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You are here: Contents > 2006 > Volume 15 Number 3 May 2006 > AORTIC VALVE DISEASE > Bilateral Semilunar Valve Disease in a Child with Partial Deletion of the Williams-Beuren Syndrome Region is Associated with Elastin Haploinsufficiency

Bilateral Semilunar Valve Disease in a Child with Partial Deletion of the Williams-Beuren Syndrome Region is Associated with Elastin Haploinsufficiency

Robert B. Hinton, Jr.1, Gail H. Deutsch2, Jeffrey M. Pearl3, Holly H. Hobart4, Colleen A. Morris4, 

D. Woodrow Benson1
Divisions of 1Cardiology, 2Pathology and 3Cardiothoracic Surgery, Cincinnati ChildrenÕs Hospital, Cincinnati, Ohio, 4Division of Human Genetics, University of Nevada School of Medicine, Las Vegas,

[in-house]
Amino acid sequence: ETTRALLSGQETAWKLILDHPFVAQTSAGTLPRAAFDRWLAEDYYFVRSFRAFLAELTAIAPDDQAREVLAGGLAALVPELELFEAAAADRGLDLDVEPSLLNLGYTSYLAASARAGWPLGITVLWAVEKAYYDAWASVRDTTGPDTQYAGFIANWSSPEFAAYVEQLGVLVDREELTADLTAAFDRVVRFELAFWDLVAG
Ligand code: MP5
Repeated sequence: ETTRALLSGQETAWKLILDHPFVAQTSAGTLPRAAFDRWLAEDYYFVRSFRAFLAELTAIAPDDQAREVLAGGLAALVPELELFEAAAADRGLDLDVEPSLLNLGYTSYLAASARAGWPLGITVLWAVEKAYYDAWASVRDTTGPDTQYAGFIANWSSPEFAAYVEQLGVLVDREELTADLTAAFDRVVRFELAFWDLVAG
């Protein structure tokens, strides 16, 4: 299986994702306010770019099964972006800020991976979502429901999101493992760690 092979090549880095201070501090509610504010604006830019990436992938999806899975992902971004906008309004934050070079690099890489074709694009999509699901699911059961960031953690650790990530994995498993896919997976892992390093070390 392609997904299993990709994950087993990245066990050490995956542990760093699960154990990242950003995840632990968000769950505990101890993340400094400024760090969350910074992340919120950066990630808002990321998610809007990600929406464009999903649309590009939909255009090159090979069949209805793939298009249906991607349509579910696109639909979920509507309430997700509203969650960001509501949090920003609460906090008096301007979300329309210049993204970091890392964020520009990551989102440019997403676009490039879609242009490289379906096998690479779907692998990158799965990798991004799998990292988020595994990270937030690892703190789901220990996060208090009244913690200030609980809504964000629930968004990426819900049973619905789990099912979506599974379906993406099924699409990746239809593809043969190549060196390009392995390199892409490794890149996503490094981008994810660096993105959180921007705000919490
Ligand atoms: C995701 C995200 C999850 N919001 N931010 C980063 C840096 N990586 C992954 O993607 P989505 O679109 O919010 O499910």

Nevada, USA

Elastin is an extracellular matrix protein that is the primary component of elastic fibers, and is expressed in the great vessels as well as the semilunar and atrioventricular valves. Elastin haploinsufficiency, resulting from mutation or deletion of the elastin gene, is an important clinical problem that is typically characterized by arteriopathy. Herein is described a patient with elastin haploinsufficiency



due to partial deletion of the Williams-Beuren syndrome region, resulting in bilateral semilunar valve disease and arteriopathy. Histochemical analysis of the aortic valve revealed decreased and disorganized elastin with loss of the normal trilaminar cusp organization. These findings suggest that elastin has a role in the pathogenesis of semilunar valve disease.
The Journal of Heart Valve Disease 2006;15:352-355

Bilateral Semilunar Valve Disease in a Child with Partial Deletion of the Williams-Beuren Syndrome Region is Associated with Elastin Haploinsufficiency

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